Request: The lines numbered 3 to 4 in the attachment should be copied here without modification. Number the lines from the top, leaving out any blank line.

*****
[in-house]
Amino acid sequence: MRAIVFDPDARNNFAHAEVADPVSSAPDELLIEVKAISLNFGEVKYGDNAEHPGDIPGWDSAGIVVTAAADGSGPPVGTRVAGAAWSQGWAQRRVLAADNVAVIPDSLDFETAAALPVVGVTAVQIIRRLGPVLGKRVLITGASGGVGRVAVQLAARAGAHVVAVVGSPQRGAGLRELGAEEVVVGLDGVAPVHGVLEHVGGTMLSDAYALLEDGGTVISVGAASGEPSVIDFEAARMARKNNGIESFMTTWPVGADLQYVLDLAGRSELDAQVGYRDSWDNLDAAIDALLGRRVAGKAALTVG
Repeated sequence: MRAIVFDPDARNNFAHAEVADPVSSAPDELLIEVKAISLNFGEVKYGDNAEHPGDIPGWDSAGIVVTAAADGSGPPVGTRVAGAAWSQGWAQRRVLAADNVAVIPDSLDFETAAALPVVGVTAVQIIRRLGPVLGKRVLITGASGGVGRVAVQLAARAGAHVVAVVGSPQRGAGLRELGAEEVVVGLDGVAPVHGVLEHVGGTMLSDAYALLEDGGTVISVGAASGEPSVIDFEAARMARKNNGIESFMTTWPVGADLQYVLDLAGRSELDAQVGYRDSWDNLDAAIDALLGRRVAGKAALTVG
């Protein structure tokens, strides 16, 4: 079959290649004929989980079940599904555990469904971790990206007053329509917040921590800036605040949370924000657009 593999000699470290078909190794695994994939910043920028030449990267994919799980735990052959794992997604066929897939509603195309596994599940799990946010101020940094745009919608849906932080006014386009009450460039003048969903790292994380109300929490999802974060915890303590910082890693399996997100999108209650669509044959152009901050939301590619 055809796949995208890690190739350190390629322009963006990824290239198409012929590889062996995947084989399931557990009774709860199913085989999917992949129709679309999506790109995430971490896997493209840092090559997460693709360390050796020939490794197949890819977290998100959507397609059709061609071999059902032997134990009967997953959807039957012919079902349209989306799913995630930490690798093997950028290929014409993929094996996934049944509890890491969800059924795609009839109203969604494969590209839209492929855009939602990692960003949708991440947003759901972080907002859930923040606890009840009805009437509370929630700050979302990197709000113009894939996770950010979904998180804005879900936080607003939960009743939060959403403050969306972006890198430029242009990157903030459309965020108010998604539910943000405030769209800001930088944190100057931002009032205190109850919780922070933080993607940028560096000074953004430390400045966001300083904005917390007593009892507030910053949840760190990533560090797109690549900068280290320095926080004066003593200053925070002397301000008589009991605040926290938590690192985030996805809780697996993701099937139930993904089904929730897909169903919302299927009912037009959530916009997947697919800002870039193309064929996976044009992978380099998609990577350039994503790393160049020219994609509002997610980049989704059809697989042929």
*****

Repeated sequence: MRAIVFDPDARNNFAHAEVADPVSSAPDELLIEVKAISLNFGEVKYGDNAEHPGDIPGWDSAGIVVTAAADGSGPPVGTRVAGAAWSQGWAQRRVLAADNVAVIPDSLDFETAAALPVVGVTAVQIIRRLGPVLGKRVLITGASGGVGRVAVQLAARAGAHVVAVVGSPQRGAGLRELGAEEVVVGLDGVAPVHGVLEHVGGTMLSDAYALLEDGGTVISVGAASGEPSVIDFEAARMARKNNGIESFMTTWPVGADLQYVLDLAGRSELDAQVGYRDSWDNLDAAIDALLGRRVAGKAALTVG
């Protein structure tokens, strides 16, 4: 079959290649004929989980079940599904555990469904971790990206007053329509917040921590800036605040949370924000657009 593999000699470290078909190794695994994939910043920028030449990267994919799980735990052959794992997604066929897939509603195309596994599940799990946010101020940094745009919608849906932080006014386009009450460039003048969903790292994380109300929490999802974060915890303590910082890693399996997100999108209650669509044959152009901050939301590619 055809796949995208890690190739350190390629322009963006990824290239198409012929590889062996995947084989399931557990009774709860199913085989999917992949129709679309999506790109995430971490896997493209840092090559997460693709360390050796020939490794197949890819977290998100959507397609059709061609071999059902032997134990009967997953959807039957012919079902349209989306799913995630930490690798093997950028290929014409993929094996996934049944509890890491969800059924795609009839109203969604494969590209839209492929855009939602990692960003949708991440947003759901972080907002859930923040606890009840009805009437509370929630700050979302990197709000113009894939996770950010979904998180804005879900936080607003939960009743939060959403403050969306972006890198430029242009990157903030459309965020108010998604539910943000405030769209800001930088944190100057931002009032205190109850919780922070933080993607940028560096000074953004430390400045966001300083904005917390007593009892507030910053949840760190990533560090797109690549900068280290320095926080004066003593200053925070002397301000008589009991605040926290938590690192985030996805809780697996993701099937139930993904089904929730897909169903919302299927009912037009959530916009997947697919800002870039193309064929996976044009992978380099998609990577350039994503790393160049020219994609509002997610980049989704059809697989042929």